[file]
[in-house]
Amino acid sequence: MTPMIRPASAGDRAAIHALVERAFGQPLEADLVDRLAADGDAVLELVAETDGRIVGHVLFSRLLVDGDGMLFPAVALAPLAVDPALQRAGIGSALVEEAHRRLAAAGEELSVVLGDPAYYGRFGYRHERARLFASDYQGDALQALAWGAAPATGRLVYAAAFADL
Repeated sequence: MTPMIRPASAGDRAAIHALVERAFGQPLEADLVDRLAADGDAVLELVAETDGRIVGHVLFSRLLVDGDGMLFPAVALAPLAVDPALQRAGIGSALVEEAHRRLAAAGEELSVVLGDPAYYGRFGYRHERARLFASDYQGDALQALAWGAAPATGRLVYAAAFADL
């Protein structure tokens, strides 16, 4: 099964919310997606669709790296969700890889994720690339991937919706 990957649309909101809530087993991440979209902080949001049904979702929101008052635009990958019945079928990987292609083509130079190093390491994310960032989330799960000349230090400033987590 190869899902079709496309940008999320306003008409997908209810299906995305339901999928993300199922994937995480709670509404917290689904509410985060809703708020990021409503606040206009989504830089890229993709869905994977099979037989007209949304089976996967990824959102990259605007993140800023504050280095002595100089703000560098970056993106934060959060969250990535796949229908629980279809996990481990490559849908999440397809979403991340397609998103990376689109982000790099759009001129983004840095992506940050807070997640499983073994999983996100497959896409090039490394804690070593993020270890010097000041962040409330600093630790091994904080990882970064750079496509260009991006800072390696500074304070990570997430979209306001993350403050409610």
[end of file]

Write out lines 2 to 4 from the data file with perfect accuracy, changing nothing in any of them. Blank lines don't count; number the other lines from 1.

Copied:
Amino acid sequence: MTPMIRPASAGDRAAIHALVERAFGQPLEADLVDRLAADGDAVLELVAETDGRIVGHVLFSRLLVDGDGMLFPAVALAPLAVDPALQRAGIGSALVEEAHRRLAAAGEELSVVLGDPAYYGRFGYRHERARLFASDYQGDALQALAWGAAPATGRLVYAAAFADL
Repeated sequence: MTPMIRPASAGDRAAIHALVERAFGQPLEADLVDRLAADGDAVLELVAETDGRIVGHVLFSRLLVDGDGMLFPAVALAPLAVDPALQRAGIGSALVEEAHRRLAAAGEELSVVLGDPAYYGRFGYRHERARLFASDYQGDALQALAWGAAPATGRLVYAAAFADL
């Protein structure tokens, strides 16, 4: 099964919310997606669709790296969700890889994720690339991937919706 990957649309909101809530087993991440979209902080949001049904979702929101008052635009990958019945079928990987292609083509130079190093390491994310960032989330799960000349230090400033987590 190869899902079709496309940008999320306003008409997908209810299906995305339901999928993300199922994937995480709670509404917290689904509410985060809703708020990021409503606040206009989504830089890229993709869905994977099979037989007209949304089976996967990824959102990259605007993140800023504050280095002595100089703000560098970056993106934060959060969250990535796949229908629980279809996990481990490559849908999440397809979403991340397609998103990376689109982000790099759009001129983004840095992506940050807070997640499983073994999983996100497959896409090039490394804690070593993020270890010097000041962040409330600093630790091994904080990882970064750079496509260009991006800072390696500074304070990570997430979209306001993350403050409610």